A significant morning schedule can have a significant effect by they way you travel as the day progressed, the manner in which you treat other individuals and by they way you feel. My morning schedule has been on the fritz this late spring. I haven’t been as reliable or connected as I typically am.
When I stopped meditating every morning, nothing bad happened. When I stopped writing 3 pages every single morning, I didn’t notice a big change at first. Slowly though, I noticed.
Just like when I noticed the benefits of practicing a morning routine consistently over time, I noticed the negatives over time too.
1. Stop saying you aren’t a morning person.
It’s a great excuse but it doesn’t matter. Start your morning routine whenever your morning starts, even if it’s in the afternoon.
2. Be grateful.
Wake up and write down three things you are grateful for. If you can’t think of anything, remember what made you smile yesterday, the first person you thought of when you woke up, or the last thing that made you laugh.
3. Stretch in bed.
Wiggle your toes. Roll your hips from side to side. Reach your fingers to the ceiling. Stretch your lungs too and take a few deep breaths.
4. Hide your phone.
Do whatever it takes to be digital free until you’ve enjoyed your morning routine. Eventually you may want to use a meditation app or other tool on your phone during your morning routine, but start without it so you aren’t tempted to check email, news, or other apps.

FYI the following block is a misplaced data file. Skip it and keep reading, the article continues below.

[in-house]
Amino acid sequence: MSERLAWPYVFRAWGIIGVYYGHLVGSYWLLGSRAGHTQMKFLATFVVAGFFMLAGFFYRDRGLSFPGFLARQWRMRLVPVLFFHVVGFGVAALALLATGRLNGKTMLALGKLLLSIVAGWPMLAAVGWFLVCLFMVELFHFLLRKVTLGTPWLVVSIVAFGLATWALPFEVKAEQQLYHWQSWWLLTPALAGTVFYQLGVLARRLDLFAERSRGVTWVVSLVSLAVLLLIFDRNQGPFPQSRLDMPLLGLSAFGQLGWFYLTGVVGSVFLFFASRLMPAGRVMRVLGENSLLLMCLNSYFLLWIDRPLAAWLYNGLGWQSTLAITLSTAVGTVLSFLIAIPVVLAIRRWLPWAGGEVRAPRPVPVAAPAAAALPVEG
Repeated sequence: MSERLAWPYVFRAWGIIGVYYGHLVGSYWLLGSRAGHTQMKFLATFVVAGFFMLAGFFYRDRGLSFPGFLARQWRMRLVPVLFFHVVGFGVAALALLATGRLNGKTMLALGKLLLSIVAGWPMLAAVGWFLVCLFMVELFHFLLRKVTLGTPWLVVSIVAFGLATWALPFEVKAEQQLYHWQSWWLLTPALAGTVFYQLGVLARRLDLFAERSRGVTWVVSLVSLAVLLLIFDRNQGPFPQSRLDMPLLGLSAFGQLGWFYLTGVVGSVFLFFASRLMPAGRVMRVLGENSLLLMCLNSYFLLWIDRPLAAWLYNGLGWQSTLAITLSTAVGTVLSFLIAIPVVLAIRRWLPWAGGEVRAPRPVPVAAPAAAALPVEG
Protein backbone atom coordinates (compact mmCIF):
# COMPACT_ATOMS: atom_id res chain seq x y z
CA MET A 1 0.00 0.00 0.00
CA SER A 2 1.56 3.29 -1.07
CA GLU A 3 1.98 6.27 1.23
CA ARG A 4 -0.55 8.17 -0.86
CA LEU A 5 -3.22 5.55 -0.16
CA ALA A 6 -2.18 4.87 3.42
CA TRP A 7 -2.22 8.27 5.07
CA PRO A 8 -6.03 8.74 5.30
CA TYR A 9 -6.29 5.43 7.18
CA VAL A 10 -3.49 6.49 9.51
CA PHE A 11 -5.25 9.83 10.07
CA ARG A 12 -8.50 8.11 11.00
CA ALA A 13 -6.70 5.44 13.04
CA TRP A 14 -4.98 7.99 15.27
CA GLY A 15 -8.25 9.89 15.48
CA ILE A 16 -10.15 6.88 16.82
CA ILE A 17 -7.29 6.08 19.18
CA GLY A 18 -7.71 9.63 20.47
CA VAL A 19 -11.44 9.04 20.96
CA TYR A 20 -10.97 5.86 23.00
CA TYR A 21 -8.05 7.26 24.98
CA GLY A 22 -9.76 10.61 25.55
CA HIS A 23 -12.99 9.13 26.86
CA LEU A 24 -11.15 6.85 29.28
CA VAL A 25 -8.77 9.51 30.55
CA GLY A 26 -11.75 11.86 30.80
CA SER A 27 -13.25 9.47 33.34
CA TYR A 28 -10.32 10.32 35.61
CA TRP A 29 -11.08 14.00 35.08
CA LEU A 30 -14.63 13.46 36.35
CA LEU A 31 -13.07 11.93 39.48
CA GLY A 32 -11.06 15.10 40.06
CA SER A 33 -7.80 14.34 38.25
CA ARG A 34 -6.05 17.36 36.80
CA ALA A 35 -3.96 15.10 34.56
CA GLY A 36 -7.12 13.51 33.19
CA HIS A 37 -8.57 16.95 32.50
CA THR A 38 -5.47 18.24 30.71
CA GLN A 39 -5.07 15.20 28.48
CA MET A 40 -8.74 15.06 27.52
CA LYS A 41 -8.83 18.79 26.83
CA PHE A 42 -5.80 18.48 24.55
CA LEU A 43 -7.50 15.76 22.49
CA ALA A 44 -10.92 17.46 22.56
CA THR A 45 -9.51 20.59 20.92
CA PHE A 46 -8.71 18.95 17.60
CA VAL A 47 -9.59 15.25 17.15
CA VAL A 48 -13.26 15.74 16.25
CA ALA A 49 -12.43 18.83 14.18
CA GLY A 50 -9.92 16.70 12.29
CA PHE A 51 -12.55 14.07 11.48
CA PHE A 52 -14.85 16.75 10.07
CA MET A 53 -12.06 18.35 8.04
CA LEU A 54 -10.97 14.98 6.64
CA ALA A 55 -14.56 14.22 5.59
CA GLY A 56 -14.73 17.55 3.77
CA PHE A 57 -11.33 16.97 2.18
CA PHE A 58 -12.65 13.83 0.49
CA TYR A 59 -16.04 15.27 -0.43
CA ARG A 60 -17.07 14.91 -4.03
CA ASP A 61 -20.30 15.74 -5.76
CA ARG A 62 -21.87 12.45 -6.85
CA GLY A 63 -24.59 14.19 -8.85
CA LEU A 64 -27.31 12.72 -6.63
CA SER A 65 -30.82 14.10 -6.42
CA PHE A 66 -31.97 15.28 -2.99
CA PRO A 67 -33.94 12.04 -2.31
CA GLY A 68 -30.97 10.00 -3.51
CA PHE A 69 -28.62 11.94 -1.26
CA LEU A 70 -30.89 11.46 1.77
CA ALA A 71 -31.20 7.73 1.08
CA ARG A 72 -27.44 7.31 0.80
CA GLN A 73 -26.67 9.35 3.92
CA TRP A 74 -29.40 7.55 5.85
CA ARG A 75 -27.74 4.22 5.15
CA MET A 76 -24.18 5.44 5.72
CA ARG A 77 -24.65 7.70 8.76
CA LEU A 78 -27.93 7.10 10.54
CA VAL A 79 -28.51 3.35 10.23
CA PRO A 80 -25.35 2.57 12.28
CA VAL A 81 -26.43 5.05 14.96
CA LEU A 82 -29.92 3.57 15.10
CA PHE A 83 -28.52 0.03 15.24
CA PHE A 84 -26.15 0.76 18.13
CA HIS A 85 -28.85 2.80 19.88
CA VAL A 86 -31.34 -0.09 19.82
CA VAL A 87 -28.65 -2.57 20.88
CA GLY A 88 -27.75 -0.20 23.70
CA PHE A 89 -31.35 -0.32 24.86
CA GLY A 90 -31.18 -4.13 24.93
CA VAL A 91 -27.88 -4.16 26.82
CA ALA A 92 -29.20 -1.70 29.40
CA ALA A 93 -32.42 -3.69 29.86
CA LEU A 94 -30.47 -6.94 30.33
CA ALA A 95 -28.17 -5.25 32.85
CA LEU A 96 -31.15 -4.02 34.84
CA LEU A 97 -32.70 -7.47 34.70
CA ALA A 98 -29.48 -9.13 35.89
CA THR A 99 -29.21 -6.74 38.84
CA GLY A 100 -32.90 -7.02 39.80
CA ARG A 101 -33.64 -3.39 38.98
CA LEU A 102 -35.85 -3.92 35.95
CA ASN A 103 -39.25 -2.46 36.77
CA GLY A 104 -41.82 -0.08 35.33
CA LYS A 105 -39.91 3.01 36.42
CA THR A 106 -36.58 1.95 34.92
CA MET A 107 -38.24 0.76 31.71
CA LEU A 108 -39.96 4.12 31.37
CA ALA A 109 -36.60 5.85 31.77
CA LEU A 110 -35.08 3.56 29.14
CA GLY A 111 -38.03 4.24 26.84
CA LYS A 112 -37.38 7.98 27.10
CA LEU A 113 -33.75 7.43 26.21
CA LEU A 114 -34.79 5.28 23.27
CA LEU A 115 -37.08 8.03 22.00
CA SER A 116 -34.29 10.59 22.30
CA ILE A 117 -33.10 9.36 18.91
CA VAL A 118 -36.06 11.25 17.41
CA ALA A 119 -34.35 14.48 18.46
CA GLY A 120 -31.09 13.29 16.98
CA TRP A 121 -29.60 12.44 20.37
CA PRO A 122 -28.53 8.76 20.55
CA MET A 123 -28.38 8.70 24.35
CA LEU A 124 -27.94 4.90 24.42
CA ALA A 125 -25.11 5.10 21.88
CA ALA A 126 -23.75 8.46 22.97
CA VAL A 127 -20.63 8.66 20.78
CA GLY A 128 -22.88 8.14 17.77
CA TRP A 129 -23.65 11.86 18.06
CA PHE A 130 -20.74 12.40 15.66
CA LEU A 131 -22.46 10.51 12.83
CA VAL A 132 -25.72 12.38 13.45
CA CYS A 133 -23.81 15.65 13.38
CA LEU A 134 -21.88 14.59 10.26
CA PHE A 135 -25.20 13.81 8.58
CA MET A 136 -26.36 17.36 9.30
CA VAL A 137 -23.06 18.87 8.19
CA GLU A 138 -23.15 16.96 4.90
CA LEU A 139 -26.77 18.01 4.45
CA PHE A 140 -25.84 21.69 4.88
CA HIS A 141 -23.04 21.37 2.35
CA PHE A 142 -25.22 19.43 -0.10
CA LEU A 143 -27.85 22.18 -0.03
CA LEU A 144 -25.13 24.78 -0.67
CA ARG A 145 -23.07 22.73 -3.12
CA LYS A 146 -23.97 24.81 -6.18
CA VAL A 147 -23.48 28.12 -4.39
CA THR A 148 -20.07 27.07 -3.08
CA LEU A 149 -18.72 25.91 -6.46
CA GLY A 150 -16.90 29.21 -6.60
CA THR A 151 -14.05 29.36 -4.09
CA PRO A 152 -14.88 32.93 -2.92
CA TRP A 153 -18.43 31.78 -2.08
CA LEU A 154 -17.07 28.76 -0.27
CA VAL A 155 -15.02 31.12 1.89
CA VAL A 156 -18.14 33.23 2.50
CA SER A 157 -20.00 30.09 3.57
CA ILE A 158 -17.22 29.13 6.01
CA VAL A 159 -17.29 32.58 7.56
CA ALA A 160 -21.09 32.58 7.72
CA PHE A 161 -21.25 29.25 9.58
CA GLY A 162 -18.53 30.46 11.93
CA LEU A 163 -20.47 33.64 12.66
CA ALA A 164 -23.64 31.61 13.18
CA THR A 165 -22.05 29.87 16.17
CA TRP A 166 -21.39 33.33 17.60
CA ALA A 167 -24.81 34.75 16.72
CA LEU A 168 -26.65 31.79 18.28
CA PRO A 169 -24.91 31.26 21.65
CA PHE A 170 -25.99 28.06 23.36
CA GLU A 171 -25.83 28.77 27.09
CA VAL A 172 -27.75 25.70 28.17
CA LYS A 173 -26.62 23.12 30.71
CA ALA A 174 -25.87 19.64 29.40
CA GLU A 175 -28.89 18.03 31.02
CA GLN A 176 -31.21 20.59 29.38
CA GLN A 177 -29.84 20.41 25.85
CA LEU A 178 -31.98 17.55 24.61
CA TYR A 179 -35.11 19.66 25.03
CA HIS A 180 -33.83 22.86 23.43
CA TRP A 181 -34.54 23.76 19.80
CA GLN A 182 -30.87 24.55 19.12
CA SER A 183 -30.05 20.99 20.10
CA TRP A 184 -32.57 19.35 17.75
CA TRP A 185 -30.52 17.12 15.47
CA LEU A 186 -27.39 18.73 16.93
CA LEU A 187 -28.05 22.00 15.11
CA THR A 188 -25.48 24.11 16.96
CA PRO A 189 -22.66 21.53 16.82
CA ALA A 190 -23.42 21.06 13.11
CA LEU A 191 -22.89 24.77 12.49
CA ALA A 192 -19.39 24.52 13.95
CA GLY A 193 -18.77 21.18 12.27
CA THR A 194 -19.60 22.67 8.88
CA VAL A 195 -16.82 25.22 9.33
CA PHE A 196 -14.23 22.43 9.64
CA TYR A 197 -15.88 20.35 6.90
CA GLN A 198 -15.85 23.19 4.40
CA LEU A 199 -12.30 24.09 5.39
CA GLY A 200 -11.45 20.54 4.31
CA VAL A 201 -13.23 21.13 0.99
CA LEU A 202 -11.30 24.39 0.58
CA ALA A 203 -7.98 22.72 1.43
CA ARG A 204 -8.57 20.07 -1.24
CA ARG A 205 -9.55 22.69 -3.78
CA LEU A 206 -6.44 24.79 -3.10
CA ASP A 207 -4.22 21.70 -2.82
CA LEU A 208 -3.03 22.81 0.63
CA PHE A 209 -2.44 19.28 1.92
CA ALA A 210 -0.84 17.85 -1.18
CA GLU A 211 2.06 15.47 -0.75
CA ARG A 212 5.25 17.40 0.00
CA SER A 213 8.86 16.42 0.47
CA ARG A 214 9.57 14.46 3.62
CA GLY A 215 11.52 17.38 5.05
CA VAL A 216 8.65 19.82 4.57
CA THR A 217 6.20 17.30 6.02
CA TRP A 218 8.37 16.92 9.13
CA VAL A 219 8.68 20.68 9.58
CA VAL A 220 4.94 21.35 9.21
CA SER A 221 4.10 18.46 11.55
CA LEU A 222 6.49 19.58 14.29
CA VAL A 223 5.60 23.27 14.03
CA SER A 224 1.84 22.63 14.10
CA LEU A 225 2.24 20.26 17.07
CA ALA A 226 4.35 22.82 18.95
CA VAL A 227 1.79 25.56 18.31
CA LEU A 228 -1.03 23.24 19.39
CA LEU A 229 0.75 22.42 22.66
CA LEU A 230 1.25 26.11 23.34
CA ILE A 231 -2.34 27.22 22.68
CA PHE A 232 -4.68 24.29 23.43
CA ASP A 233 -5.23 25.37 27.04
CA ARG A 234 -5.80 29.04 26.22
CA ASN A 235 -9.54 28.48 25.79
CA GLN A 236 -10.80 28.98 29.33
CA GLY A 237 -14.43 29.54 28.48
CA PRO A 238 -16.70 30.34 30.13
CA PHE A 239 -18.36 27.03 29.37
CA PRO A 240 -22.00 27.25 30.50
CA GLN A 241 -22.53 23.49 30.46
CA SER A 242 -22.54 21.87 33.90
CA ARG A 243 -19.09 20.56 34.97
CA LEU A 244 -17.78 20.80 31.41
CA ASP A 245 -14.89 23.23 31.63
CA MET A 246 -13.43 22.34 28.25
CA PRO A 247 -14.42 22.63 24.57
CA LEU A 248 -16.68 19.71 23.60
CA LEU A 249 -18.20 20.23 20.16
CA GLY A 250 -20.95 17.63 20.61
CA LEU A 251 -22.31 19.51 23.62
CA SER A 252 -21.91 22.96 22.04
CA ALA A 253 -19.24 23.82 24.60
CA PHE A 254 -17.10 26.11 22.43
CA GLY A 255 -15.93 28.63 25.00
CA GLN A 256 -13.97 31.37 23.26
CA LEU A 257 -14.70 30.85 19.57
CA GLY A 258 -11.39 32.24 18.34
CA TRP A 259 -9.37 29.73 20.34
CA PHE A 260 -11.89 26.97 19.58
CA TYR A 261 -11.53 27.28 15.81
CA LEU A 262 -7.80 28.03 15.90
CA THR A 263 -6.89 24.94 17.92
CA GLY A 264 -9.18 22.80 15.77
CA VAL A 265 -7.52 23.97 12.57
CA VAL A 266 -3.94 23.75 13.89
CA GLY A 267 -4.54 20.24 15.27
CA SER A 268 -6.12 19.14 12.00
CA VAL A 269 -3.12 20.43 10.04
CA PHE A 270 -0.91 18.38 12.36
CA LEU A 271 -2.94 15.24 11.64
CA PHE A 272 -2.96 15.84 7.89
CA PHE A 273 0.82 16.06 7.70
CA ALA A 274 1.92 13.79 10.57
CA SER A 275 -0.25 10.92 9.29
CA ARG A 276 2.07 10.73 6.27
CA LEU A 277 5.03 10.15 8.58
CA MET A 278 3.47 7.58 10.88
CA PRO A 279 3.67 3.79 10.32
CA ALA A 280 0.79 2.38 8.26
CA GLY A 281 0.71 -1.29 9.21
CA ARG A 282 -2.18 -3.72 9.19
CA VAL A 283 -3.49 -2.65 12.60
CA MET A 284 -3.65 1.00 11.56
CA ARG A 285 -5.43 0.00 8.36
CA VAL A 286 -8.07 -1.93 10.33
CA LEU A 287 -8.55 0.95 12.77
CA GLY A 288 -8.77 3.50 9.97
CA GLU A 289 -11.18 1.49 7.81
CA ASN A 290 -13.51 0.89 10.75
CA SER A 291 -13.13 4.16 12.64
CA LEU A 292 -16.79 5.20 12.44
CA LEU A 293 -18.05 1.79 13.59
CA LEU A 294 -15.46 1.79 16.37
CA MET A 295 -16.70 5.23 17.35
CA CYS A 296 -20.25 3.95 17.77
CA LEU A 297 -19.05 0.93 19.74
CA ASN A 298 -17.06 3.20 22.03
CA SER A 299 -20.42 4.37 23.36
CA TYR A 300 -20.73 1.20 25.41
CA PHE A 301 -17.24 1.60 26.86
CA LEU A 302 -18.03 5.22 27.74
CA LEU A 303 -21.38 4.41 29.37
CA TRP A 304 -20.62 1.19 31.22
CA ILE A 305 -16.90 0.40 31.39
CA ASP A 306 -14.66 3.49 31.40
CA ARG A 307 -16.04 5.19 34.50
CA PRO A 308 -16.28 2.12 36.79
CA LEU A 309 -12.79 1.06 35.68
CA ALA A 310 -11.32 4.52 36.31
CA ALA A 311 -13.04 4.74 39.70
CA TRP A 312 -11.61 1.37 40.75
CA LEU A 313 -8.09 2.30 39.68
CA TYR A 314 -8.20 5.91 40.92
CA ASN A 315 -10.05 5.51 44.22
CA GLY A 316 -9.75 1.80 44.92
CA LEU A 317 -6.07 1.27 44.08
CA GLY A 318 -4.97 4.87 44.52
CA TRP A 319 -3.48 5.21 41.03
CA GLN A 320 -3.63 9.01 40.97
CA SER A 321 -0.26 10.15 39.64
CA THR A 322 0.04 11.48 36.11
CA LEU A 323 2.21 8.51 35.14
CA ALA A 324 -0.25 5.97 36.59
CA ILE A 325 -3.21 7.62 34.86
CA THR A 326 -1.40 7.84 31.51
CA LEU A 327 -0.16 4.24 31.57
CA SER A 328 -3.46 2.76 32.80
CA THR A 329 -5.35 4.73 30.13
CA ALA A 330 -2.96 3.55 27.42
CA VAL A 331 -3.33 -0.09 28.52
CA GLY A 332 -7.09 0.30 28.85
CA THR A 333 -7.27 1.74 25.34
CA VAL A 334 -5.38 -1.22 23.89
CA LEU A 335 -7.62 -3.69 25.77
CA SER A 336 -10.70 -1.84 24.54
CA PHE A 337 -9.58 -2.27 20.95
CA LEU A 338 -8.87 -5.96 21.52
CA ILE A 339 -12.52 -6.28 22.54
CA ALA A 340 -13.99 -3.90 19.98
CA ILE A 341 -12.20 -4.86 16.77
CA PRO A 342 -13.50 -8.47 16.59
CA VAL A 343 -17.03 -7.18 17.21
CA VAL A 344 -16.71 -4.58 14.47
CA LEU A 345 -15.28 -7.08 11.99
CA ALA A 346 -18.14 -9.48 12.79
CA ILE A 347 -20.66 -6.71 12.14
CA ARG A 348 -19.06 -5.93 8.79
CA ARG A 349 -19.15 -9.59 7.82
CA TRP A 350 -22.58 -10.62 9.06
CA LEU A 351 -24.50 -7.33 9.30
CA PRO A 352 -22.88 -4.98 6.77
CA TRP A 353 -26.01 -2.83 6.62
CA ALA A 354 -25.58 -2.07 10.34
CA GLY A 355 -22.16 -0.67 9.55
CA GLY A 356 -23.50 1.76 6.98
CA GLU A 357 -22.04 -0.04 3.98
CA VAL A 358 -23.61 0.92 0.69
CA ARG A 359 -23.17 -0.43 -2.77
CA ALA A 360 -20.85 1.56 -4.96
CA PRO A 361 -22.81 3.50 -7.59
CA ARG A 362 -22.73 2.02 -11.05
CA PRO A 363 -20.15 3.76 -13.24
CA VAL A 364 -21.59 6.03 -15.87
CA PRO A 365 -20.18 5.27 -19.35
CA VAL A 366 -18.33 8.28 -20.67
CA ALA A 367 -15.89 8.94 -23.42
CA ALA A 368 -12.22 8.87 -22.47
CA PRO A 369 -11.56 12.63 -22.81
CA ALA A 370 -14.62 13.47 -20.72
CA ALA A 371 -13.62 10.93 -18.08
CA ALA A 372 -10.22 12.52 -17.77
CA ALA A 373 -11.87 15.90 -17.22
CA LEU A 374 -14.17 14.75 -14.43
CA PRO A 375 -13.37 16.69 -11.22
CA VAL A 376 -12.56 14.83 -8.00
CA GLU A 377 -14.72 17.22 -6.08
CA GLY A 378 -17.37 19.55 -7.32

5. Make a list of morning routine activities.
Eliminate the painful process of making decisions when you first wake up. Instead, make a list of what you’d like to include in your morning routine and choose two or three to start with.
6. Create a morning not to-do list.
You may have more clarity on how you want to spend your morning minutes after clearly identifying what you don’t want to do. Make a list of the things that don’t add value to your mornings. Here are a few things you may want to include on your not to-do list.
7. Put pen and paper nearby.
Journaling is a great way to leave your worries on paper, work through an issue or release some of the excess thoughts clouding your mind.
8. Create accountability.
Challenge a friend to 10 days of practicing a morning routine. Agree to text each other a simple, “I did it” after your practice.
9. Turn on the music.
Quiet background music can help to keep you engaged and present in your morning routine. Create a 5 minute playlist and practice your morning routine for as long as the music lasts for the first week. Add a minute or two to your playlist and routine each week.
10. Show up.
Even if you don’t do anything during your morning routine, show up for it every morning for a week. Dedicate five minutes to getting on your yoga mat, sitting at your kitchen table, on the floor next to your bed, or wherever you’d like to be. Just show up.
Sometimes my morning routine is hours of writing, walking, yoga, and meditation but tomorrow I’ll just take a teeny tiny step and write for five minutes. Where will you start?